Review: Stoel (Chair) by Nyash

kids review (edinburgh) | Read in About 2 minutes
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Published 08 Aug 2018

A train of wooden chairs chugs onto a white stage – apparently of its own accord. They’re the stars of this quirky dance piece for kids age 3 and up which proves the ample possibilities ordinary objects contain.

Dotted unevenly around the space—a nod to Pina Bausch’s Café Müller that might pass some toddlers by—are all sorts of chairs: big and small, fine and rugged, varnished and rough. Some have high backs, others low seats. A couple are cushioned. One beauty’s all white. Together—and, again, your kids might miss this—they’re living proof of Plato’s theory of forms: all imperfect individuals, all perfectly chair.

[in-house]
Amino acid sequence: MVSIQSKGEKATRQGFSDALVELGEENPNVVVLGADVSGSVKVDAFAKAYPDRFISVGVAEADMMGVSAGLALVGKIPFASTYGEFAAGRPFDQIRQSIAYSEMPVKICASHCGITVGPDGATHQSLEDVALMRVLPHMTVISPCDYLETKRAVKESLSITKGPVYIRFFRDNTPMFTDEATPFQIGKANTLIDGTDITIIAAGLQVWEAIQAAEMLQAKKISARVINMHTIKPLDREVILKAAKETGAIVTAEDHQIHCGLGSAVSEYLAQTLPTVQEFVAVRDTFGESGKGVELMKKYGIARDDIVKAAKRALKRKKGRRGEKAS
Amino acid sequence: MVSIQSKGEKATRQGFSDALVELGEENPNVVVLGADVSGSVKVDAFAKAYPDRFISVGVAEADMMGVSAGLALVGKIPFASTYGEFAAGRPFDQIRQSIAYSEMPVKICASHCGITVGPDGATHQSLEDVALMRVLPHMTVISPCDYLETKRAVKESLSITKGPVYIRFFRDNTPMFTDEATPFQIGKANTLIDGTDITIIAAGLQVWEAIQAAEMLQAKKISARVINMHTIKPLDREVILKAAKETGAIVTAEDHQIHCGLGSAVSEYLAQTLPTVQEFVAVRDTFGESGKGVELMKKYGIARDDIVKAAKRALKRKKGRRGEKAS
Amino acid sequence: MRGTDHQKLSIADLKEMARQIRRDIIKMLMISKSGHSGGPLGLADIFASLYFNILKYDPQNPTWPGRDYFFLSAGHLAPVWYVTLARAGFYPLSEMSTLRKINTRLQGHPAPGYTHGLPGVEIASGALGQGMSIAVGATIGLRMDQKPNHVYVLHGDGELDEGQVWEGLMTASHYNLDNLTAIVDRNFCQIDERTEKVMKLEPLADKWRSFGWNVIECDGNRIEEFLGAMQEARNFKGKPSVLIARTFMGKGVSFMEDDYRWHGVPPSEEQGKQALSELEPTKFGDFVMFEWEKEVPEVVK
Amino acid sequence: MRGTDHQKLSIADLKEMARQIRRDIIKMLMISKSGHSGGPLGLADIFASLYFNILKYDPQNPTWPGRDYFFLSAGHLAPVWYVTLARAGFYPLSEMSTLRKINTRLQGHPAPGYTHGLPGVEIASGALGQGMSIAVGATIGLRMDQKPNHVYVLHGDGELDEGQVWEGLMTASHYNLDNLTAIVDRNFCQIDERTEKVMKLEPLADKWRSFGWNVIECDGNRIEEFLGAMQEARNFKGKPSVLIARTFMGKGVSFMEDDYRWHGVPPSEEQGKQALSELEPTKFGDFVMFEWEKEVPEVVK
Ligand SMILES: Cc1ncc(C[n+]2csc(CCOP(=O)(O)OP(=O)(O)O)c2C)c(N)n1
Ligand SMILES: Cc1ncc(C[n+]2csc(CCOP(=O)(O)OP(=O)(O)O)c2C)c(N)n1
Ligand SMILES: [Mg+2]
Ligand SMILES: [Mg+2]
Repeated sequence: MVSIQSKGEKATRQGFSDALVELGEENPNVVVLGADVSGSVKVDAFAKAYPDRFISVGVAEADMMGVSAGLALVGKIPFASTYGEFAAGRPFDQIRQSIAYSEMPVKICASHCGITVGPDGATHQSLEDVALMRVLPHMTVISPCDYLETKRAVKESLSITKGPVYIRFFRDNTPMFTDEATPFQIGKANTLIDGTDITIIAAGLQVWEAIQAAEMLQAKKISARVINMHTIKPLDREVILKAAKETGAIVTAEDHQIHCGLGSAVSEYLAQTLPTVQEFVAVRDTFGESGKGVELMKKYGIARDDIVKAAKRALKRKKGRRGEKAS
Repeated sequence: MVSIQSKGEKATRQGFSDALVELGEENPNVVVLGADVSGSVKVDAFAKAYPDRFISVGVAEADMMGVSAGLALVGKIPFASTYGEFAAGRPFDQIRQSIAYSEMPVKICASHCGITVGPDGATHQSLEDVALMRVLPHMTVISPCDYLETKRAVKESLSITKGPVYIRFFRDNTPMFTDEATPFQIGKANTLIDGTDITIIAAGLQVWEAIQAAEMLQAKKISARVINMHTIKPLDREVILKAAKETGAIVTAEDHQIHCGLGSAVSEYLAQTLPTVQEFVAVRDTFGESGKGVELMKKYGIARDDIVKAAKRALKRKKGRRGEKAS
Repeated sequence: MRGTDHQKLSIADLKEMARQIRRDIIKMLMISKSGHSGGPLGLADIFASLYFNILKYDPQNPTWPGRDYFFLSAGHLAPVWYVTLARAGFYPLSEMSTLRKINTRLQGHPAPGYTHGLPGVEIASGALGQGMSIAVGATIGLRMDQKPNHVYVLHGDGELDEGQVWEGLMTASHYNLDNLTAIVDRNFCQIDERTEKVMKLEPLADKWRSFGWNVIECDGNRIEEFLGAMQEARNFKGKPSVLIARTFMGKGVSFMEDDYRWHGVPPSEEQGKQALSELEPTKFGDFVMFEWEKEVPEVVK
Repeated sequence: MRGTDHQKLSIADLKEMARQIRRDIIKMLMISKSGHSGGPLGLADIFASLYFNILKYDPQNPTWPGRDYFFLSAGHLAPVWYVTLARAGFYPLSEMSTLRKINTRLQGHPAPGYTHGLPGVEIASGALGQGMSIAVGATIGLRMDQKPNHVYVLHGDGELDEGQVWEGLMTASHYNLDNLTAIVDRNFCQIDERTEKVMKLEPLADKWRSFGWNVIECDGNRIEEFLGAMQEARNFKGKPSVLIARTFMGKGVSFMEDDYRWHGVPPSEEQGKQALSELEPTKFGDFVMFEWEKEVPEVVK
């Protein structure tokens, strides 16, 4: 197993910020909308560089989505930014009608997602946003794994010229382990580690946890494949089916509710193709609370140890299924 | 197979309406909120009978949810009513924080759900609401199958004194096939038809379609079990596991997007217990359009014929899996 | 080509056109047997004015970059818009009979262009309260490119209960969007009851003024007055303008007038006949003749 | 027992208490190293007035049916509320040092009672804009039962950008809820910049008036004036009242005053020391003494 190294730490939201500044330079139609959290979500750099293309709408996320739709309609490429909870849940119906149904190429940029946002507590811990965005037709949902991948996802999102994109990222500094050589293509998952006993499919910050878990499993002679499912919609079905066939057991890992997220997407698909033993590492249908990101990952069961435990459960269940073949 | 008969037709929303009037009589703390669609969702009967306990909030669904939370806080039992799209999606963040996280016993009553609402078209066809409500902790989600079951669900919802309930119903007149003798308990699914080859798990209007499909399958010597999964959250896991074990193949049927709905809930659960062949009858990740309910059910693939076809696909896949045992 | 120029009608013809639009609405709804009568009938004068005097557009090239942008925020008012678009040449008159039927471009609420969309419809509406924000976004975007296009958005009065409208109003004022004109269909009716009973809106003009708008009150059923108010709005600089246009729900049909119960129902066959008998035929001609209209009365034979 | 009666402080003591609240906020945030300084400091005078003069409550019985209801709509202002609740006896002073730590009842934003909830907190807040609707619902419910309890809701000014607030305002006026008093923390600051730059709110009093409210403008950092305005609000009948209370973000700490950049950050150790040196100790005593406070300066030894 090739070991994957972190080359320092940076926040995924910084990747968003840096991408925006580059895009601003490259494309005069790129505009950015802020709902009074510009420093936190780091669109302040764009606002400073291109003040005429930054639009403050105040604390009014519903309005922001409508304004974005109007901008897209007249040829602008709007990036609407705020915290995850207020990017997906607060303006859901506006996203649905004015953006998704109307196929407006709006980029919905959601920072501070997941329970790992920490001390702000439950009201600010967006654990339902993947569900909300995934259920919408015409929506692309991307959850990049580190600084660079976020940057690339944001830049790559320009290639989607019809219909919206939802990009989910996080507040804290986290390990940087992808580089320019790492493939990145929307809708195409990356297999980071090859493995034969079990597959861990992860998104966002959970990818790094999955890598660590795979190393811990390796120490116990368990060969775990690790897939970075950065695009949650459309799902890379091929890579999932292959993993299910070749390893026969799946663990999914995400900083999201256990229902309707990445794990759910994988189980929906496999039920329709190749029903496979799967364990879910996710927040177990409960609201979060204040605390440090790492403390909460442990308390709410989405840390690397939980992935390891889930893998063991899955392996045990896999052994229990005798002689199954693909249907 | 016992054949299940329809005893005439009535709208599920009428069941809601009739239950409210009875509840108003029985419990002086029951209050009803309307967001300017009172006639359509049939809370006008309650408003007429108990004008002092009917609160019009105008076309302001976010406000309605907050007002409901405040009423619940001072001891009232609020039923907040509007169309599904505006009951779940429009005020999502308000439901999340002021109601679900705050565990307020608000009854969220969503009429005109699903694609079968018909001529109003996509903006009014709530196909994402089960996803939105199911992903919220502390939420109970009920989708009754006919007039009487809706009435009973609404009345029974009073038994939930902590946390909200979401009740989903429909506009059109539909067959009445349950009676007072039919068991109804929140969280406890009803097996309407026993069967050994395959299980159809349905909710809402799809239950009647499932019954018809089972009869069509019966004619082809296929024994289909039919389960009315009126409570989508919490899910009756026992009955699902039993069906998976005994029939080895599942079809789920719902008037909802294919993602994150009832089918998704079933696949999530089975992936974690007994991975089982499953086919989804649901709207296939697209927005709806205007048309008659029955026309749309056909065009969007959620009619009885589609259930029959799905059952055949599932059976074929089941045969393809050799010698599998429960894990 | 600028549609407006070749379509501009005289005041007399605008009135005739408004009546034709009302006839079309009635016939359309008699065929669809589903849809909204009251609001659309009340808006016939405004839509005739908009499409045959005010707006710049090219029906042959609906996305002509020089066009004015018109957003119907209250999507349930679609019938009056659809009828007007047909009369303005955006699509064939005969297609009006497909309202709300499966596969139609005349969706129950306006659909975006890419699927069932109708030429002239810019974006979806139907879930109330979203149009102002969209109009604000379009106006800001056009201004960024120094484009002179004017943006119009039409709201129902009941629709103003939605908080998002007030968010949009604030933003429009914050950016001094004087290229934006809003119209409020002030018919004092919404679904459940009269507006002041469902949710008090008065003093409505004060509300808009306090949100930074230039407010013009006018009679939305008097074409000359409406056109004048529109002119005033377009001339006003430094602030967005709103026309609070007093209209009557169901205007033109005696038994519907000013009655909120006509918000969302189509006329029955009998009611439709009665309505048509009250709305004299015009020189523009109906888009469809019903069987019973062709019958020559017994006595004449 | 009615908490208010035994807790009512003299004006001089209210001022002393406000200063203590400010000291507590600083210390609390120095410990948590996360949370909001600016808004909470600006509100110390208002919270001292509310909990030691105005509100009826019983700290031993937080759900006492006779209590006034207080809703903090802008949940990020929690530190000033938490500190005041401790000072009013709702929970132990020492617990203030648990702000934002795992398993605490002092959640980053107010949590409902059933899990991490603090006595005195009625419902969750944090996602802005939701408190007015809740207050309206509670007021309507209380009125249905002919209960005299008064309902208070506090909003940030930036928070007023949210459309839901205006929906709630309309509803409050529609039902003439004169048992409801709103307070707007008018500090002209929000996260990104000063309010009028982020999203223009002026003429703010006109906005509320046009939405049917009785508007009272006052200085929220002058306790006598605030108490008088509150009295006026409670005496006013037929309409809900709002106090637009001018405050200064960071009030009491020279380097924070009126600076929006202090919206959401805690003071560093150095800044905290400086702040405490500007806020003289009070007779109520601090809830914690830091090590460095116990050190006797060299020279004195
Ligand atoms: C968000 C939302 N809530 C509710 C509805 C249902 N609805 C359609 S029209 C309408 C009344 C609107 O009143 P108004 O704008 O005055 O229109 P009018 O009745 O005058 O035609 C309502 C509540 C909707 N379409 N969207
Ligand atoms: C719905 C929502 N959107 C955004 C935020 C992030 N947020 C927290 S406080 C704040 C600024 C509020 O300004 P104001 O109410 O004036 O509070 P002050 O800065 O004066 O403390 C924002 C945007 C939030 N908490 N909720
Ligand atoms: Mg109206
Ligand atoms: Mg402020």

For dancers Miko Shimura and Colin Jolet, however, they become a playground – sometimes stepping stones across rivers, sometimes prisons to pen each other in. The two squish themselves onto one seat, tiptoeing and clambering around one another, finding moments of counterbalance to hang in the air, and others of collapse. Caroline Cornélis’s choreography, set to a soothing cello score, seeks out images of sturdiness and stability, reflections of chairs, as her dancers wobble on their heels and return to balance.

It’s a gorgeous, refined piece of dance-infused play that aims to get young imaginations firing. Four chairs become monsters, chomping shadow mouths. Others turn into a tree with chair legs for branches. It never panders to young audiences, nor remotely patronises, but at times one might question the purpose. Kids’ imaginations are already pretty active, and the beauty of Stoel—much like its Bausch references—will likely fly far over their heads.